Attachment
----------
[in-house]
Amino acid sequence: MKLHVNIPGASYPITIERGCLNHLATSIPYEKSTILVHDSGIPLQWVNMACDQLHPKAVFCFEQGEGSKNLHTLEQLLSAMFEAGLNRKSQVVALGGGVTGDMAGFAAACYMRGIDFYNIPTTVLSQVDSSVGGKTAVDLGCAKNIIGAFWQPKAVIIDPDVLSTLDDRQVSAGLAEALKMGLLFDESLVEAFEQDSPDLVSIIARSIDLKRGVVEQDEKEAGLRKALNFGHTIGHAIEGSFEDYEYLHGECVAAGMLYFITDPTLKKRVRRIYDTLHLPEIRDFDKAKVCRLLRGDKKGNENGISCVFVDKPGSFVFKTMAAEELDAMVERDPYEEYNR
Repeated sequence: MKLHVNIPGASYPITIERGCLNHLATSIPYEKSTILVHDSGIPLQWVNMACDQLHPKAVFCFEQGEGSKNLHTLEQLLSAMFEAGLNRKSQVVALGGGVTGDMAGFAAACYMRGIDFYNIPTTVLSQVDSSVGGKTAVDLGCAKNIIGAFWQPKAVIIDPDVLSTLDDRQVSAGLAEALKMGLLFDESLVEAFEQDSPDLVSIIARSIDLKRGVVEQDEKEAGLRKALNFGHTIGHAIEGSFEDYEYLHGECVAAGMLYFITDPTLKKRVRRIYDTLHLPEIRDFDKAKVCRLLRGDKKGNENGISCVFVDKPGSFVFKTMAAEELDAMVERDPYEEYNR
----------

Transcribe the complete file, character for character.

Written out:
[in-house]
Amino acid sequence: MKLHVNIPGASYPITIERGCLNHLATSIPYEKSTILVHDSGIPLQWVNMACDQLHPKAVFCFEQGEGSKNLHTLEQLLSAMFEAGLNRKSQVVALGGGVTGDMAGFAAACYMRGIDFYNIPTTVLSQVDSSVGGKTAVDLGCAKNIIGAFWQPKAVIIDPDVLSTLDDRQVSAGLAEALKMGLLFDESLVEAFEQDSPDLVSIIARSIDLKRGVVEQDEKEAGLRKALNFGHTIGHAIEGSFEDYEYLHGECVAAGMLYFITDPTLKKRVRRIYDTLHLPEIRDFDKAKVCRLLRGDKKGNENGISCVFVDKPGSFVFKTMAAEELDAMVERDPYEEYNR
Repeated sequence: MKLHVNIPGASYPITIERGCLNHLATSIPYEKSTILVHDSGIPLQWVNMACDQLHPKAVFCFEQGEGSKNLHTLEQLLSAMFEAGLNRKSQVVALGGGVTGDMAGFAAACYMRGIDFYNIPTTVLSQVDSSVGGKTAVDLGCAKNIIGAFWQPKAVIIDPDVLSTLDDRQVSAGLAEALKMGLLFDESLVEAFEQDSPDLVSIIARSIDLKRGVVEQDEKEAGLRKALNFGHTIGHAIEGSFEDYEYLHGECVAAGMLYFITDPTLKKRVRRIYDTLHLPEIRDFDKAKVCRLLRGDKKGNENGISCVFVDKPGSFVFKTMAAEELDAMVERDPYEEYNR